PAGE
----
In the End, Only Two Things are Certain: Death, and the Ark Encounter’s Attempt to Avoid Taxes

As anyone who reads my blog knows, I’ve written quite a bit about Ken Ham and Answers in Genesis over the past two years. My focus, though, has always been specifically on what he and AiG teaches, and how it does not reflect good biblical exegesis or good science, and how the claims of AiG have no basis in the history of the Church. My biggest concern was not even Ham’s belief in a young earth, or a literal six days; by biggest concern was how he claims those specific beliefs to be the foundational tenets of the Christian faith and the Gospel.

Christians can disagree on a whole range of interpretive points, and yes, ultimately someone will be proved right and the other wrong. But if the points in question are secondary issues, well, they are secondary issues, and they should not be used to divide the Church. Therefore, by claiming belief in a young earth, a literal six days, a historical Adam and Eve, and a literal world-wide flood 4,000 years ago to be fundamental tenets of the Christian faith, on par with the resurrection of Christ itself, Ken Ham has made these secondary issues the foundation for the “gospel” he preaches…and that is a real problem. The divisions and contentions that seem to follow him everywhere he goes should testify to the fact that there is a whole lot more “works of the flesh” going on in his ministry than “fruit of the Spirit.”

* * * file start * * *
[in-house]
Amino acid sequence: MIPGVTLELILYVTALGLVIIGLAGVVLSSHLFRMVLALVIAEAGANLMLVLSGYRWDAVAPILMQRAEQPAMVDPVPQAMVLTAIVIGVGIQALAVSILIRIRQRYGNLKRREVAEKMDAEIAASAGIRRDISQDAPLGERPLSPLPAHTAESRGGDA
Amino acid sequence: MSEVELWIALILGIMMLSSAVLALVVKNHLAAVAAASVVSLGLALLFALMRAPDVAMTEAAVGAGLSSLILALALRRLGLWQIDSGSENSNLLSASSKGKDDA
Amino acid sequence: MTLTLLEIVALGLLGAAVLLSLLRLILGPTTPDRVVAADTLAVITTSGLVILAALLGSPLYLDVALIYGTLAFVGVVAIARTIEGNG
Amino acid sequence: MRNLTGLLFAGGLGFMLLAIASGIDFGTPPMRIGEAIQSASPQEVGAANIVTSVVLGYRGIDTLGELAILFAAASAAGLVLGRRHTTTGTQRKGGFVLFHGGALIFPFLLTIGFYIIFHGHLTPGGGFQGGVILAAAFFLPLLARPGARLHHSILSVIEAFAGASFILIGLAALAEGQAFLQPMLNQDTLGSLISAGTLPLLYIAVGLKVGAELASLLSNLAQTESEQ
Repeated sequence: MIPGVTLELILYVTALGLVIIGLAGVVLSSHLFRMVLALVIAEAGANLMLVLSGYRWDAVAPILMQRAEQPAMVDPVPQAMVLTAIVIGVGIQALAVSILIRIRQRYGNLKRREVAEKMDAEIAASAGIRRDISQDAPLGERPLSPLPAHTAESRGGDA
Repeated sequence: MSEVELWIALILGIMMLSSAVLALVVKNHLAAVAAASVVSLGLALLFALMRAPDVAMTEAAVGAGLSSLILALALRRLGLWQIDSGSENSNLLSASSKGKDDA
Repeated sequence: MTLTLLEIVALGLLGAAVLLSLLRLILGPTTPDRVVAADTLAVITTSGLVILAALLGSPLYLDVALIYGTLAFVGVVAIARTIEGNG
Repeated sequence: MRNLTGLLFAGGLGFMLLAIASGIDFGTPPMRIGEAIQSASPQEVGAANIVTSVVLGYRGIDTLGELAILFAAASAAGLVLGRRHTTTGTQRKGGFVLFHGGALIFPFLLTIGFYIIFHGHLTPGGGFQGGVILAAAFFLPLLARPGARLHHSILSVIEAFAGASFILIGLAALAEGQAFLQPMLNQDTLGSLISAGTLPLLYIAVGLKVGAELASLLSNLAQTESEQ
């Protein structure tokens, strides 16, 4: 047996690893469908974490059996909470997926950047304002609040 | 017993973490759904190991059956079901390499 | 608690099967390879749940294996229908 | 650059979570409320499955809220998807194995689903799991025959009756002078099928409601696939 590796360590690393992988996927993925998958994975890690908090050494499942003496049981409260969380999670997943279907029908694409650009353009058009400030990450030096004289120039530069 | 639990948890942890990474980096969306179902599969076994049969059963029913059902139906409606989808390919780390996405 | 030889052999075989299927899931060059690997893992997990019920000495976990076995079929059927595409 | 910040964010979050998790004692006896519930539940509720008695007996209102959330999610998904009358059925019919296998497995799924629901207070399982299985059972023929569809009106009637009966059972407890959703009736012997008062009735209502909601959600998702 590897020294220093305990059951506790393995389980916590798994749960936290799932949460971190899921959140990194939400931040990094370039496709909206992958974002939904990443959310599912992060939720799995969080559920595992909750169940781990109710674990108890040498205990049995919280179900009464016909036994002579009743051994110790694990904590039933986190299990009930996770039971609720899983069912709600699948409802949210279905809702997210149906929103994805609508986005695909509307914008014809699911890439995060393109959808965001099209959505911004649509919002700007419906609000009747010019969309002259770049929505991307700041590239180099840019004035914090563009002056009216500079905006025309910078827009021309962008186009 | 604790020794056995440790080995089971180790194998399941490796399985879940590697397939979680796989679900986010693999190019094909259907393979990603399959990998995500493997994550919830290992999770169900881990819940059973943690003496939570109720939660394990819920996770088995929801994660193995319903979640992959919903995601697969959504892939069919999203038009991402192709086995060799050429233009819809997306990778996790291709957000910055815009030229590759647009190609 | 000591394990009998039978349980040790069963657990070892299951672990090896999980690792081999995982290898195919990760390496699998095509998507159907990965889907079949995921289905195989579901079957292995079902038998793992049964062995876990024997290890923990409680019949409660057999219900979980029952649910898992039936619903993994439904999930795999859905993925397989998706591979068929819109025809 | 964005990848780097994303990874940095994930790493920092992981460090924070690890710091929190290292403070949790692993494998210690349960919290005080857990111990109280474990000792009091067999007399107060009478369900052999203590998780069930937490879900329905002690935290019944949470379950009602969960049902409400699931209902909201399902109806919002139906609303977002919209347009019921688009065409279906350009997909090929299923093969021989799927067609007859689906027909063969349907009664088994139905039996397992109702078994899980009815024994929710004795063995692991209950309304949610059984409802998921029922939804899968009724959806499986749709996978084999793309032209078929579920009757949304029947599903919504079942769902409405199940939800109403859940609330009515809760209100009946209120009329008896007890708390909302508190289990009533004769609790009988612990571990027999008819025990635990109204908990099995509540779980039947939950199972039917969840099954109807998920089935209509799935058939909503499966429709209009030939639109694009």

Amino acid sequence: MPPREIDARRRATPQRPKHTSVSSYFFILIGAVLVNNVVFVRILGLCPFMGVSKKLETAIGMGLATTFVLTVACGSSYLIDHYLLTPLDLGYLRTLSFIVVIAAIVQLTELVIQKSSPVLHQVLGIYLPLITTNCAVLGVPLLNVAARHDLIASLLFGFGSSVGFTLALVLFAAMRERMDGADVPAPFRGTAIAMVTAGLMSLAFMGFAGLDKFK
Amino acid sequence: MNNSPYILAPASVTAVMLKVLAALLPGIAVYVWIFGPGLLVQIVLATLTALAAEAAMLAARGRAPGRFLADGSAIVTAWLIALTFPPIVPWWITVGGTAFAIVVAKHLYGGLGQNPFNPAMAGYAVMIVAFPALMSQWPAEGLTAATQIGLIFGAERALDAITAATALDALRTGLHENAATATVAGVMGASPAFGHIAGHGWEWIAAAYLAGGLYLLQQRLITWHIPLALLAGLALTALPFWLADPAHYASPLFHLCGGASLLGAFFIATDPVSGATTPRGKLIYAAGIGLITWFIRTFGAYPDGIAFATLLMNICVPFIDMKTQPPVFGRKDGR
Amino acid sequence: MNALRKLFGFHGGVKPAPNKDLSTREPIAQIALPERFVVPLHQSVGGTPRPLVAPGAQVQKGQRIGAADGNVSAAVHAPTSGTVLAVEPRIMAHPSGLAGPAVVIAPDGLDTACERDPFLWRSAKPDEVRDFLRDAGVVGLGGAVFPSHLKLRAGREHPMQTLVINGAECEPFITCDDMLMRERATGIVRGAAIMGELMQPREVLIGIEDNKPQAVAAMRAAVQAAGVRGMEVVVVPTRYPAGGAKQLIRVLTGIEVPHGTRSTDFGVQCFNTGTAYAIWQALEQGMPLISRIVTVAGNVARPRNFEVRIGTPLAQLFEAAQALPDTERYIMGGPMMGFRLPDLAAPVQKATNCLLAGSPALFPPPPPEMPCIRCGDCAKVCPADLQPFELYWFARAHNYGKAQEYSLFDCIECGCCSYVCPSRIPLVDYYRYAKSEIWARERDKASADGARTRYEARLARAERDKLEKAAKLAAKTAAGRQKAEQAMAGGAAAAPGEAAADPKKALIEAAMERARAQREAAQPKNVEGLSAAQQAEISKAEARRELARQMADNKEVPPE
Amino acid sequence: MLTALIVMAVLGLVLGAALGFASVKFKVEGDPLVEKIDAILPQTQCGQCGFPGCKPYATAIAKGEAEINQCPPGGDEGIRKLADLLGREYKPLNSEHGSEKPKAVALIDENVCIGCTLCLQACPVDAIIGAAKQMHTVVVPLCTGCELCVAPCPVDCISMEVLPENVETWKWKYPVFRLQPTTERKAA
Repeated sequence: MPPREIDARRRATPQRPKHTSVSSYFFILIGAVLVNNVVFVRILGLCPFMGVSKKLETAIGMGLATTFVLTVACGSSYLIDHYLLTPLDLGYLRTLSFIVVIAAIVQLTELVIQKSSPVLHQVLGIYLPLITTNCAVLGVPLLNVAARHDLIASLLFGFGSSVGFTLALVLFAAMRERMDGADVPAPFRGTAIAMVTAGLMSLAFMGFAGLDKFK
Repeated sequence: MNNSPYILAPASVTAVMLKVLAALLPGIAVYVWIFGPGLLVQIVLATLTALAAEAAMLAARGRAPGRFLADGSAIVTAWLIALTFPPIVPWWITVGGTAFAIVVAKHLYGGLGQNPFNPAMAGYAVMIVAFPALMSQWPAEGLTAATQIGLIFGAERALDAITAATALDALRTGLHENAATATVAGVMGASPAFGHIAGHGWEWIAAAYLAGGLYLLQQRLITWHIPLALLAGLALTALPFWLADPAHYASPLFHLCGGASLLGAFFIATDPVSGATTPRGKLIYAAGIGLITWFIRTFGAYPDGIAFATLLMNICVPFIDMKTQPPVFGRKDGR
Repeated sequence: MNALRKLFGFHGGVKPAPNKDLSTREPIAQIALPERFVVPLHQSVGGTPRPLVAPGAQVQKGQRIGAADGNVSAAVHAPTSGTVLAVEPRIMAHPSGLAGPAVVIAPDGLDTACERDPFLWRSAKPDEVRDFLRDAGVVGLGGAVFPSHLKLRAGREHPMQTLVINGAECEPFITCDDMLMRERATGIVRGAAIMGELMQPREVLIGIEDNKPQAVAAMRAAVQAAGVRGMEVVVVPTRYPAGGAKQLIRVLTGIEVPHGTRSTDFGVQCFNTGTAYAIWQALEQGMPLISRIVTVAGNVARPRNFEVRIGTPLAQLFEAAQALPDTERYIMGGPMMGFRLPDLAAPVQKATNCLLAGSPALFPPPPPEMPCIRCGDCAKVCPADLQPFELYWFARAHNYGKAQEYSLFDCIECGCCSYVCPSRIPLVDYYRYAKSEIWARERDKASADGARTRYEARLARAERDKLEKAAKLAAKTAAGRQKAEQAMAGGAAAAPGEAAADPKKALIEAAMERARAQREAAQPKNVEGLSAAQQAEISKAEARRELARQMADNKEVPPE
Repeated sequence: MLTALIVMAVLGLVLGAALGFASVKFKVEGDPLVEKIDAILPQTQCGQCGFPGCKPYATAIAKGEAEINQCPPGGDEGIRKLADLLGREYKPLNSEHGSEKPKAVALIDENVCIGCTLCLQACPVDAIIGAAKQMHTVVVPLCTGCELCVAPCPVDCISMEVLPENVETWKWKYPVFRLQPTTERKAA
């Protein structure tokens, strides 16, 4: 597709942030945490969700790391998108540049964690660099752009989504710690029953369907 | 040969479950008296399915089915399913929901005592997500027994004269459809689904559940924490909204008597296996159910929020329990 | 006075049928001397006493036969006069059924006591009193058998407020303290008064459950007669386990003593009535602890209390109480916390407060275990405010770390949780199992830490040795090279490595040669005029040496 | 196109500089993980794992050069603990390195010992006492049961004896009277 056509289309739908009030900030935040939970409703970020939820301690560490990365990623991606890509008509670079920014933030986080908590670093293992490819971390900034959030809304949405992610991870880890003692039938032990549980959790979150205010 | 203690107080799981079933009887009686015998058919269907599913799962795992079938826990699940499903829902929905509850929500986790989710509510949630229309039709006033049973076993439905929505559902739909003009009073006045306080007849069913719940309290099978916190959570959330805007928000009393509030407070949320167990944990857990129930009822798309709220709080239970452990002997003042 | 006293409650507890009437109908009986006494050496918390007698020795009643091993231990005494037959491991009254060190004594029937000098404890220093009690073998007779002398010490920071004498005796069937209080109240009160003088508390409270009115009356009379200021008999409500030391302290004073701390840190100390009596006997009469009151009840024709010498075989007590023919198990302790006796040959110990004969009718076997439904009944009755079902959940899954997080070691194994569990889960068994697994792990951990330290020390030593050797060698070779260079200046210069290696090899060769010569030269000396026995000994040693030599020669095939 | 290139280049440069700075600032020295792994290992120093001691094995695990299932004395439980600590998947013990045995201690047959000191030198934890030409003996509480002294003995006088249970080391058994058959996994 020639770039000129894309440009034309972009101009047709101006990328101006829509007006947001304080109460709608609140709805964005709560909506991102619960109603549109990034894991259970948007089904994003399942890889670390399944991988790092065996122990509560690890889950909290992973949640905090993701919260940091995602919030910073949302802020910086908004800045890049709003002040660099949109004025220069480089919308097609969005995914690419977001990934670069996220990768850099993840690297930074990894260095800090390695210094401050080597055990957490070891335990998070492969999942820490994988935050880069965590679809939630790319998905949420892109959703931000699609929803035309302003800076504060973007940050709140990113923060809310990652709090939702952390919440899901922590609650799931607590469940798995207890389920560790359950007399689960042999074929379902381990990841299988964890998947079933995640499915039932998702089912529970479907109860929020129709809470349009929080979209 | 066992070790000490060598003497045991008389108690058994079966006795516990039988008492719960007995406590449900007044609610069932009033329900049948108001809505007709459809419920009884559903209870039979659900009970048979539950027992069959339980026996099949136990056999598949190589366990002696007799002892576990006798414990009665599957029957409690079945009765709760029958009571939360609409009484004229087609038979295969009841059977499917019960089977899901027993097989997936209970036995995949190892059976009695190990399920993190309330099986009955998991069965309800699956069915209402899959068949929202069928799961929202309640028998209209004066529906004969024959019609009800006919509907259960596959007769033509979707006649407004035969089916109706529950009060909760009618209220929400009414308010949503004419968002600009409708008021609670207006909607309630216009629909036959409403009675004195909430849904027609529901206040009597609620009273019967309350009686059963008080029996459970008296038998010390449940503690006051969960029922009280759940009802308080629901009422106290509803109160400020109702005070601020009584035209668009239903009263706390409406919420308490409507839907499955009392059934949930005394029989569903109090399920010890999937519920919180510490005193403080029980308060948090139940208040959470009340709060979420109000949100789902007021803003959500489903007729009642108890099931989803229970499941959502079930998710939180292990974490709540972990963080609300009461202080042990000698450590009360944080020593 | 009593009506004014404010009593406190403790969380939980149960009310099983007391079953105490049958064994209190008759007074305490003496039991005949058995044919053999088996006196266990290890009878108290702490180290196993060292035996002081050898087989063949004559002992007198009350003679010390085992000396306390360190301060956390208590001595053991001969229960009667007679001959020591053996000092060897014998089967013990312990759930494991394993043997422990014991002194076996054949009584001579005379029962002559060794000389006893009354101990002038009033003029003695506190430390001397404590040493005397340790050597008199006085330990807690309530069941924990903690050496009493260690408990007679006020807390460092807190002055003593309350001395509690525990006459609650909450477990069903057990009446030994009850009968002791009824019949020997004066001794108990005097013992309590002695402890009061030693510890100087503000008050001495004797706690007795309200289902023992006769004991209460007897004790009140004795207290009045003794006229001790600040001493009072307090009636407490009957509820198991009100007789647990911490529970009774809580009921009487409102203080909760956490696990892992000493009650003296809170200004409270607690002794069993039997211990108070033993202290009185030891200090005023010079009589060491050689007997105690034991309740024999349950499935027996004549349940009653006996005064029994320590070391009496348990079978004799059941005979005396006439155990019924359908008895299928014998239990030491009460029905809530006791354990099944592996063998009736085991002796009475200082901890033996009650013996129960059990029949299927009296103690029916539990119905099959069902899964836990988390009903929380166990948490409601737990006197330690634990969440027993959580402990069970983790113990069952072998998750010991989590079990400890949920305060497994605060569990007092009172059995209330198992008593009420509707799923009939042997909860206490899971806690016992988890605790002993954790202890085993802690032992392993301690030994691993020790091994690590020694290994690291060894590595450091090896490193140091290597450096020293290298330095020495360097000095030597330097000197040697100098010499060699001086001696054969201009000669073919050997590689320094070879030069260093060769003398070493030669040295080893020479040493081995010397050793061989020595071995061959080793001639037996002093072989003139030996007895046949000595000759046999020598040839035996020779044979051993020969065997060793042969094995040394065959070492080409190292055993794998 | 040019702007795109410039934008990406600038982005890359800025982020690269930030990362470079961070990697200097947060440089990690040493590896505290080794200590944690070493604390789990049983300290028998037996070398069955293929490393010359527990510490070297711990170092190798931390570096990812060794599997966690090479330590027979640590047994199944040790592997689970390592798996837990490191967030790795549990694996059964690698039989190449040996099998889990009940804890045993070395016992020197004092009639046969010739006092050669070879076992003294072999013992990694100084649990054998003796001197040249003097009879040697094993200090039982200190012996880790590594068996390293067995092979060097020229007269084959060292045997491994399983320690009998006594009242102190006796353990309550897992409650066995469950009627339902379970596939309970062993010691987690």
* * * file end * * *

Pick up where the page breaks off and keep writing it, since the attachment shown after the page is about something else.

To Pay Taxes, or Not to Pay Taxes…
And that brings me to the point of this particular post: the recent legal maneuvering that AiG has engaged in, in order to avoid paying a safety tax that the city officials of Williamstown implemented that would bring in revenue for city safety equipment, as well as public schools.